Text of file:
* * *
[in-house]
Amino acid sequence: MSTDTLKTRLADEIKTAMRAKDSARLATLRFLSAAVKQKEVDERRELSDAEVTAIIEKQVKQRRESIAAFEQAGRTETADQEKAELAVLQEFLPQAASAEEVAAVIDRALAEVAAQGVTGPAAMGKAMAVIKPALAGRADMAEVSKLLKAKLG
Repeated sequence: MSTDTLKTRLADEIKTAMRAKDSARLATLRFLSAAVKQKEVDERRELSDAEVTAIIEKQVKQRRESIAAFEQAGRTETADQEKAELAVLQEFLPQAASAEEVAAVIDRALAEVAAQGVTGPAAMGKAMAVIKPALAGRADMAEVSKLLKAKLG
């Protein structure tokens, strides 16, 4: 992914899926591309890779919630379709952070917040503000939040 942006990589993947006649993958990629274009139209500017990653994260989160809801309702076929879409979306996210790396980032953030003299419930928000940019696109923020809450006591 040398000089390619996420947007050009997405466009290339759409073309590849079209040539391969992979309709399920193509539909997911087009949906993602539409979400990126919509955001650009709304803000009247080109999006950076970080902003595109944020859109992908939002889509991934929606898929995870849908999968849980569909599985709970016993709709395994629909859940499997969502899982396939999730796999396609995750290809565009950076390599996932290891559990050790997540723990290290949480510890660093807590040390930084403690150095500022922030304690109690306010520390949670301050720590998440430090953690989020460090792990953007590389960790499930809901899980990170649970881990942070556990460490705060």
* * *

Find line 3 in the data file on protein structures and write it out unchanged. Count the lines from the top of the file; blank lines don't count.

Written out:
Repeated sequence: MSTDTLKTRLADEIKTAMRAKDSARLATLRFLSAAVKQKEVDERRELSDAEVTAIIEKQVKQRRESIAAFEQAGRTETADQEKAELAVLQEFLPQAASAEEVAAVIDRALAEVAAQGVTGPAAMGKAMAVIKPALAGRADMAEVSKLLKAKLG